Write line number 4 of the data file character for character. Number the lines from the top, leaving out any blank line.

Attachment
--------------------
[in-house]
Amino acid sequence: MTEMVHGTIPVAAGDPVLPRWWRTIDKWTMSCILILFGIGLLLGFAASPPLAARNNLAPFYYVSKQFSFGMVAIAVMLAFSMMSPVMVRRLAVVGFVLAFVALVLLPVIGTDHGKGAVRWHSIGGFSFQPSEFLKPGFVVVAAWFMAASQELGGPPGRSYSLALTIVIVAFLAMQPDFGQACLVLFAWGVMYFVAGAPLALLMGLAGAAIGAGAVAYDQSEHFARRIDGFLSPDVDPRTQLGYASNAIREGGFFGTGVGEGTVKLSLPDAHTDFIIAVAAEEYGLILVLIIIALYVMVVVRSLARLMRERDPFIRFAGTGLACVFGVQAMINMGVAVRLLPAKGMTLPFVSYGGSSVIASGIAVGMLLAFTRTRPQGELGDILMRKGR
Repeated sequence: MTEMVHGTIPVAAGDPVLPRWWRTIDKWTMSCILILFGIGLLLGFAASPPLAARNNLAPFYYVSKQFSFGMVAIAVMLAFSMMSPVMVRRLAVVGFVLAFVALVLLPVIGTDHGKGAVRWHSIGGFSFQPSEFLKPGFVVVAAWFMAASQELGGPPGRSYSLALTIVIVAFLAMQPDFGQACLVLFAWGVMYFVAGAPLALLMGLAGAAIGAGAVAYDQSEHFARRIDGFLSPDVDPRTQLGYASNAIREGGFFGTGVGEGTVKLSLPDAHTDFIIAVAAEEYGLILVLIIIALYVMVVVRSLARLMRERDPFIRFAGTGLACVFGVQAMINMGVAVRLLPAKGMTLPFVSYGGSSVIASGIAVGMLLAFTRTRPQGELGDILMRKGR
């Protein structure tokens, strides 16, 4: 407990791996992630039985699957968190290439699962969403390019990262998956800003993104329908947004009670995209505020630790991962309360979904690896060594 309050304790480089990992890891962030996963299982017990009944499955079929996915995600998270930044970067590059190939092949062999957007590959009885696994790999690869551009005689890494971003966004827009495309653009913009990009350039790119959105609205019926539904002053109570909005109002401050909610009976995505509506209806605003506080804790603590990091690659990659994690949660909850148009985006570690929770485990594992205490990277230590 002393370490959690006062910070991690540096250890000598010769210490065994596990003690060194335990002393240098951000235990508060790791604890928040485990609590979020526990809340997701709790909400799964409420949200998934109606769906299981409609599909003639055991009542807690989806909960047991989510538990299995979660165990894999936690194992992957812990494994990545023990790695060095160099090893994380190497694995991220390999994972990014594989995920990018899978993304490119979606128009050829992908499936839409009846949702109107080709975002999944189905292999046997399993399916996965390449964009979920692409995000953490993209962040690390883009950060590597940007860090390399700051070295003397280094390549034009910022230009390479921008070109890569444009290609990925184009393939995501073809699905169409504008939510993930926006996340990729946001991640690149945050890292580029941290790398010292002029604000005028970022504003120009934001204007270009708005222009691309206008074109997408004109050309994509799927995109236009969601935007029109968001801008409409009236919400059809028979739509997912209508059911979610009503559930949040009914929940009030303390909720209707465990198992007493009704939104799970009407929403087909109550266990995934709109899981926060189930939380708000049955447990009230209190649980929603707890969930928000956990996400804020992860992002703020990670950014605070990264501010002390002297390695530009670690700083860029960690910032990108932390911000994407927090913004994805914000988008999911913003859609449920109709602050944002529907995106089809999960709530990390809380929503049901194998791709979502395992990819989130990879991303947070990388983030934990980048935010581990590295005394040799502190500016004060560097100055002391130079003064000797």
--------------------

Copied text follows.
């Protein structure tokens, strides 16, 4: 407990791996992630039985699957968190290439699962969403390019990262998956800003993104329908947004009670995209505020630790991962309360979904690896060594 309050304790480089990992890891962030996963299982017990009944499955079929996915995600998270930044970067590059190939092949062999957007590959009885696994790999690869551009005689890494971003966004827009495309653009913009990009350039790119959105609205019926539904002053109570909005109002401050909610009976995505509506209806605003506080804790603590990091690659990659994690949660909850148009985006570690929770485990594992205490990277230590 002393370490959690006062910070991690540096250890000598010769210490065994596990003690060194335990002393240098951000235990508060790791604890928040485990609590979020526990809340997701709790909400799964409420949200998934109606769906299981409609599909003639055991009542807690989806909960047991989510538990299995979660165990894999936690194992992957812990494994990545023990790695060095160099090893994380190497694995991220390999994972990014594989995920990018899978993304490119979606128009050829992908499936839409009846949702109107080709975002999944189905292999046997399993399916996965390449964009979920692409995000953490993209962040690390883009950060590597940007860090390399700051070295003397280094390549034009910022230009390479921008070109890569444009290609990925184009393939995501073809699905169409504008939510993930926006996340990729946001991640690149945050890292580029941290790398010292002029604000005028970022504003120009934001204007270009708005222009691309206008074109997408004109050309994509799927995109236009969601935007029109968001801008409409009236919400059809028979739509997912209508059911979610009503559930949040009914929940009030303390909720209707465990198992007493009704939104799970009407929403087909109550266990995934709109899981926060189930939380708000049955447990009230209190649980929603707890969930928000956990996400804020992860992002703020990670950014605070990264501010002390002297390695530009670690700083860029960690910032990108932390911000994407927090913004994805914000988008999911913003859609449920109709602050944002529907995106089809999960709530990390809380929503049901194998791709979502395992990819989130990879991303947070990388983030934990980048935010581990590295005394040799502190500016004060560097100055002391130079003064000797």